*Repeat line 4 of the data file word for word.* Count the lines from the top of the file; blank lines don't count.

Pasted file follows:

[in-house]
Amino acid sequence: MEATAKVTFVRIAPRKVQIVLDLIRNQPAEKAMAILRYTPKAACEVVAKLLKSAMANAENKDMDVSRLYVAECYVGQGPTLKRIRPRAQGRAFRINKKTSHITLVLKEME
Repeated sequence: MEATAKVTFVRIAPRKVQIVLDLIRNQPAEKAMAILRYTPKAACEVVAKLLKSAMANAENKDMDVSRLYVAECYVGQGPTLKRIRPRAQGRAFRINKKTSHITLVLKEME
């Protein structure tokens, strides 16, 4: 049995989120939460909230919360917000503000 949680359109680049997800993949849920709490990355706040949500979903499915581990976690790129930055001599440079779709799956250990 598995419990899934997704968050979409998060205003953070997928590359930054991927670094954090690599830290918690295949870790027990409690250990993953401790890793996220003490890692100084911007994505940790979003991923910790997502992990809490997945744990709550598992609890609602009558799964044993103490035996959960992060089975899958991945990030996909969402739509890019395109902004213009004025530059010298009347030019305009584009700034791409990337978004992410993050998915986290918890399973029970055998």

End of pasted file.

């Protein structure tokens, strides 16, 4: 049995989120939460909230919360917000503000 949680359109680049997800993949849920709490990355706040949500979903499915581990976690790129930055001599440079779709799956250990 598995419990899934997704968050979409998060205003953070997928590359930054991927670094954090690599830290918690295949870790027990409690250990993953401790890793996220003490890692100084911007994505940790979003991923910790997502992990809490997945744990709550598992609890609602009558799964044993103490035996959960992060089975899958991945990030996909969402739509890019395109902004213009004025530059010298009347030019305009584009700034791409990337978004992410993050998915986290918890399973029970055998």